I remember when I first read Pema Chodron and how she talks about Hope and Fear. I deal with this every day in my work, maybe we all do. It’s really in your face when you’re dealing with your own best buddy’s health, the fragility of their health.
Tanner had his left hind leg amputated 6 weeks ago. The bone cancer had taken over the femur and pretty much had dissolved the bone. He tripped or slipped, or maybe did barely nothing at all, while I was out, and when I got home his leg was swollen and dangling. I knew it was broken and that I had 2 choices.
At that point I was no longer a veterinarian. If I ever forget how to relate to the stress and angst and painful responsibility that my clients are struggling with, I will think back to this difficult decision.
I chose to have his leg amputated.
The days following the amputation were difficult. Tanner, my talkative, cheerful, silly guy was painful, confused, depressed, disoriented. In vet school we were taught not to ascribe complex human emotions to animals, not necessarily because they don’t have them, but because it’s not useful for treatment. Perhaps this is true, but how could I ignore the look of “what have you done to me?” when he would try and get up and didn’t understand why he could no longer walk to the park and pee.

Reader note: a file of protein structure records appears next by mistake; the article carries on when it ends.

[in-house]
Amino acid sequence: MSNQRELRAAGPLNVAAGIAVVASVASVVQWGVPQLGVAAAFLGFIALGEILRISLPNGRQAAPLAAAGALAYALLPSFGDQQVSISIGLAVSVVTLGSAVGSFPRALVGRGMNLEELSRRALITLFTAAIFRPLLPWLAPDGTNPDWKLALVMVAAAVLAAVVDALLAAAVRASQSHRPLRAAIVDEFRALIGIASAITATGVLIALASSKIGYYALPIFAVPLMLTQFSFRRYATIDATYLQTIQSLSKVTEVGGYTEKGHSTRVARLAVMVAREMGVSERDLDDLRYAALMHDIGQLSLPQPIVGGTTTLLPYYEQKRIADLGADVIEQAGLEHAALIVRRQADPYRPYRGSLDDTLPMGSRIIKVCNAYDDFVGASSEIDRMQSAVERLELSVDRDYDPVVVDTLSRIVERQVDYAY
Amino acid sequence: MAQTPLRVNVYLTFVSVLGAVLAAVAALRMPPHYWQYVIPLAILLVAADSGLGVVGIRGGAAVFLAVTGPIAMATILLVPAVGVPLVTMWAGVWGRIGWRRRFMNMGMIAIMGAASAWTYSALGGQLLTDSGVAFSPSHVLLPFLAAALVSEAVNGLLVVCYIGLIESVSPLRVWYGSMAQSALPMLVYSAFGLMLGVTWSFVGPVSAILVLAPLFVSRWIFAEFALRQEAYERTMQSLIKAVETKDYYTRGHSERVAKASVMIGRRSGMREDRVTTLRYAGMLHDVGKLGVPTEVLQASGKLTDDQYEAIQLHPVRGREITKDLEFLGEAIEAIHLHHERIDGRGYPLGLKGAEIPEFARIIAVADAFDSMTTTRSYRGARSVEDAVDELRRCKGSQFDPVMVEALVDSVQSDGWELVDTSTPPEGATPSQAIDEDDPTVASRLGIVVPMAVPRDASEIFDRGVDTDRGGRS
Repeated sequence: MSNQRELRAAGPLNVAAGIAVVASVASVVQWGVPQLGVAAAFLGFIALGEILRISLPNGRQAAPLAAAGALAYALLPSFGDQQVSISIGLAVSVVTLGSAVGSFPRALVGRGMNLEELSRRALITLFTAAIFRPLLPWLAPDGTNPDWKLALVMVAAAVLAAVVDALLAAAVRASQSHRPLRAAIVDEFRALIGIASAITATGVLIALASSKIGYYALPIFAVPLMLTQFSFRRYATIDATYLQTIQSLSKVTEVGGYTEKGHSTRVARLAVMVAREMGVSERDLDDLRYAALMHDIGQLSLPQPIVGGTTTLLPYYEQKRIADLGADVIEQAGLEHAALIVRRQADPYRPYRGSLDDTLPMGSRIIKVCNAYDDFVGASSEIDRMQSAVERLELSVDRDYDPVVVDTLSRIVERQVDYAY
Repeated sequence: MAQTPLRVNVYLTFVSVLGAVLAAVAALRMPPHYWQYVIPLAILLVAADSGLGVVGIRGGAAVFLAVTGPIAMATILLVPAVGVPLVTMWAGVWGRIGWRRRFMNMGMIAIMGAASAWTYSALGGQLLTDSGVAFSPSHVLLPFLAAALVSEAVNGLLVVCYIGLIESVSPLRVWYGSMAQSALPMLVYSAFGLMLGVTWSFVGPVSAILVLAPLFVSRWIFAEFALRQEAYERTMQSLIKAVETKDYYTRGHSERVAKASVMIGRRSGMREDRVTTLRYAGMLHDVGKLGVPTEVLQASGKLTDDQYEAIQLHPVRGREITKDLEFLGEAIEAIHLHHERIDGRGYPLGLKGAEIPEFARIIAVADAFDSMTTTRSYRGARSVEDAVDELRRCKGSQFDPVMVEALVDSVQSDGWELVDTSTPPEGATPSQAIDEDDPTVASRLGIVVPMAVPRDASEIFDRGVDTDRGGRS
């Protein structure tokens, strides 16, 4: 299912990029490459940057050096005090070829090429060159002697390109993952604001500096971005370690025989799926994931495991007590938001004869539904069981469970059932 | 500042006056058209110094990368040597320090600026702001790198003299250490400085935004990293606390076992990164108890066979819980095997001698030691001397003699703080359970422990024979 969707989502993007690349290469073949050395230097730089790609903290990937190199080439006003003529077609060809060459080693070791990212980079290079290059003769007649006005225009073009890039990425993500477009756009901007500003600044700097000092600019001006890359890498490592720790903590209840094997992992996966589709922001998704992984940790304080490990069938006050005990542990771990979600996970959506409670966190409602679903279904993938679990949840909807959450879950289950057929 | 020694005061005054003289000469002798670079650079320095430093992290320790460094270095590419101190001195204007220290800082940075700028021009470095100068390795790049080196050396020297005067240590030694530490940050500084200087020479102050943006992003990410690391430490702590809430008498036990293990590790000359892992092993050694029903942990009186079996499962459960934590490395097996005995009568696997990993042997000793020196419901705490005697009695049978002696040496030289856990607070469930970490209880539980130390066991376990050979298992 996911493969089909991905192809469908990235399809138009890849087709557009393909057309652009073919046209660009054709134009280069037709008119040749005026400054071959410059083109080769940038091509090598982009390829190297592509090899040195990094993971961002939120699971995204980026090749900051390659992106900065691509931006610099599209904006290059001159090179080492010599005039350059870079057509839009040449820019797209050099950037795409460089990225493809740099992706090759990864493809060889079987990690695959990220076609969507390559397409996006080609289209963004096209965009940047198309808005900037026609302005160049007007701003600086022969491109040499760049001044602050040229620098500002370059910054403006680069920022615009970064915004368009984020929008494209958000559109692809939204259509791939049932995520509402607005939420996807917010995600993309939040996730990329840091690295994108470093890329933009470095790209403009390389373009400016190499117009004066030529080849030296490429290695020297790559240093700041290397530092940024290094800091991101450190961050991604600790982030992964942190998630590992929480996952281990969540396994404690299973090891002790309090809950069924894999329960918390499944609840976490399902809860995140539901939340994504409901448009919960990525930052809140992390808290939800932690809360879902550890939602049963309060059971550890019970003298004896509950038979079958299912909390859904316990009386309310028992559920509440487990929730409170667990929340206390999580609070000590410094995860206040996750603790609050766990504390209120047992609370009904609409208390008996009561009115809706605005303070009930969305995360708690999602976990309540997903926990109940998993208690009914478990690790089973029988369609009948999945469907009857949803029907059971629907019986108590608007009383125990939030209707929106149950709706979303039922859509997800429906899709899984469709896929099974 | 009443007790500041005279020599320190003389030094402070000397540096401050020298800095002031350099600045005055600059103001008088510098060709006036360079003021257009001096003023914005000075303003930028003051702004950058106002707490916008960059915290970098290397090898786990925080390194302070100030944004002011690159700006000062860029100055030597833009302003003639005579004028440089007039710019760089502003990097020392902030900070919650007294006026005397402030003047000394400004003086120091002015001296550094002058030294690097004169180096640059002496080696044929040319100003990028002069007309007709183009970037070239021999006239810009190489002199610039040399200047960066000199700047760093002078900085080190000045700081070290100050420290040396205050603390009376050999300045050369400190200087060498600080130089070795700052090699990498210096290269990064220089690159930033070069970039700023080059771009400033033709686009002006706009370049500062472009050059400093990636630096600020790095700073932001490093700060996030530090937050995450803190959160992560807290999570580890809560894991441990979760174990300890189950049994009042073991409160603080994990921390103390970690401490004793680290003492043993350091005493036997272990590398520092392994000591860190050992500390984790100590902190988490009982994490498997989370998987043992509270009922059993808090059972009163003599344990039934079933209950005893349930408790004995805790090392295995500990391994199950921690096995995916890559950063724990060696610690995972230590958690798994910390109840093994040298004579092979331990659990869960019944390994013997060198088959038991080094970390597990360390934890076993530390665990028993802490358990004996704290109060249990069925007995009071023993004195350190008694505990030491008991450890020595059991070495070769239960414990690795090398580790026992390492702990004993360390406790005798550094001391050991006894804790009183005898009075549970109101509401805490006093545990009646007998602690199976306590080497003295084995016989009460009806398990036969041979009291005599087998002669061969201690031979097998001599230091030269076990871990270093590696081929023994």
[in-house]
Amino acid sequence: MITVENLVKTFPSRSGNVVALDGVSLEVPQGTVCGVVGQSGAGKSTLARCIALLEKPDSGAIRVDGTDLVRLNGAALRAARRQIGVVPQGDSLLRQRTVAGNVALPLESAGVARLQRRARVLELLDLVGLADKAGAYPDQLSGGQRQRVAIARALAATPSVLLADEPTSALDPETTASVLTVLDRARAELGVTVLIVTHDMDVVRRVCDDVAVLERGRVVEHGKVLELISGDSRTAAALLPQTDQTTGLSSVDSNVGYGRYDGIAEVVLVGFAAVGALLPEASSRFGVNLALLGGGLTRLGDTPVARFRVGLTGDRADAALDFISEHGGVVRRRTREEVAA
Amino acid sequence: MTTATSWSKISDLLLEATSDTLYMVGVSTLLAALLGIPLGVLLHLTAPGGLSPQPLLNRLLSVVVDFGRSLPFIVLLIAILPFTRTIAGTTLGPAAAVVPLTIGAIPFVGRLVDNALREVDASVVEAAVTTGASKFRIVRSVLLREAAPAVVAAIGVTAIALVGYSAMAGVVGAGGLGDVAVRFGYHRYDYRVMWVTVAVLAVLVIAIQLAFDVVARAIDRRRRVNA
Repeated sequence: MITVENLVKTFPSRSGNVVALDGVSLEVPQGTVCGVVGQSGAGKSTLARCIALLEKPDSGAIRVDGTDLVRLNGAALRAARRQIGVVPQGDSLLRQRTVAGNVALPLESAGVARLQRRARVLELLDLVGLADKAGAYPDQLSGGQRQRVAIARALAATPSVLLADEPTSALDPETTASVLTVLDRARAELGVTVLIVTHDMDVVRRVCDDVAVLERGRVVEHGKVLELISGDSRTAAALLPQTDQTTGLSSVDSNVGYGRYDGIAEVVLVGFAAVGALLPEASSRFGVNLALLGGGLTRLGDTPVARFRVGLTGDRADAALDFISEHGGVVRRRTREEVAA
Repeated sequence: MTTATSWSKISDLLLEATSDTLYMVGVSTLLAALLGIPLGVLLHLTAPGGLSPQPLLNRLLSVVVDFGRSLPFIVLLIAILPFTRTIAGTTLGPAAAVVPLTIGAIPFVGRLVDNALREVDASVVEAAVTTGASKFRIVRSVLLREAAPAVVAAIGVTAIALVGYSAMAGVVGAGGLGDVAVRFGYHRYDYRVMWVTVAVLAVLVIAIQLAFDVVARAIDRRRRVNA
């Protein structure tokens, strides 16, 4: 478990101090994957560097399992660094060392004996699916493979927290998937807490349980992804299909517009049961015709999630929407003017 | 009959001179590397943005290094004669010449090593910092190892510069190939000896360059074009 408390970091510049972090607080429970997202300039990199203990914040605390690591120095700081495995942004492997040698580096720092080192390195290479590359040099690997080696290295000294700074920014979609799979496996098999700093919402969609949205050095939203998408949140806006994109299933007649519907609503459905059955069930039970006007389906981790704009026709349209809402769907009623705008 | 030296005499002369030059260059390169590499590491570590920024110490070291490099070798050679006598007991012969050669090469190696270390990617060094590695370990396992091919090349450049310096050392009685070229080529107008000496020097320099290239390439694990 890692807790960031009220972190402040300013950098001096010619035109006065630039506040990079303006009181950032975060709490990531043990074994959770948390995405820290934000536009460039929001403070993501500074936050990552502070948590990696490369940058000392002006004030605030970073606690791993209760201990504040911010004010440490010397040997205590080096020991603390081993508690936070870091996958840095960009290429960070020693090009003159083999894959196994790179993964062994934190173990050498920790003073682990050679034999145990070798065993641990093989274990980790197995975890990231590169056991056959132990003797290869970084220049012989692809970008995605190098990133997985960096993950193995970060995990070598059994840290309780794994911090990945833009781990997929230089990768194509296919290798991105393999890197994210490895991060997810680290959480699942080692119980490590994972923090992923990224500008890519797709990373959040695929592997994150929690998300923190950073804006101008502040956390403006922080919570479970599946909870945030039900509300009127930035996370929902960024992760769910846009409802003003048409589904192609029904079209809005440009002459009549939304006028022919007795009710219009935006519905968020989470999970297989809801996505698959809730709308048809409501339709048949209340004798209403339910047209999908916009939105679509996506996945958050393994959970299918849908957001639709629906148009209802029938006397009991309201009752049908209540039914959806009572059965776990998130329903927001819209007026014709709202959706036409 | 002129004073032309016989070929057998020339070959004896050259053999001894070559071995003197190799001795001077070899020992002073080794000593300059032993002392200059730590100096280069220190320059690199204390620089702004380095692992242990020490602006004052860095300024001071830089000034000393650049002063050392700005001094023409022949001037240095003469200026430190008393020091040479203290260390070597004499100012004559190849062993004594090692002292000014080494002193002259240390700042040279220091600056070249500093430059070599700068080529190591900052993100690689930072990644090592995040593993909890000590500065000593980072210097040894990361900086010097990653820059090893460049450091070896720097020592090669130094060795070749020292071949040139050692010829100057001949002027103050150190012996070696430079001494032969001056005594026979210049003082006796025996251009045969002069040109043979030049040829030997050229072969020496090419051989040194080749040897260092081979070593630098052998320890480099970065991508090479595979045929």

I am grateful for many things at this moment when I think back to those very difficult days: supportive friends and family, Tanner’s previous homes who were sending love and emotional support, and Dr. Sue Armstrong, who is my homeopathic vet in England. I know what it’s like to be a client and to have a vet who I can trust to respond, who will stay calm and tell me what to do when I panic.
I’ve made the difficult choice not to do chemotherapy. I couldn’t put the Tan through any other procedure that might compromise his quality of life in any way, now that he has bounced back and is almost his full self, minus one leg, again. I’m putting my trust in homeopathy and in an experienced compassionate homeopath and veterinarian who I trust. I don’t know if we’ll have a miracle, but I can hope for one. I fear the return of this cancer, and I also know the Tan dog will not be with me forever. For now, I’ll try to enjoy every walk we go on, our weekly swims at Waterworkz pet spa, every time he talks to me in his growly voice when I arrive home.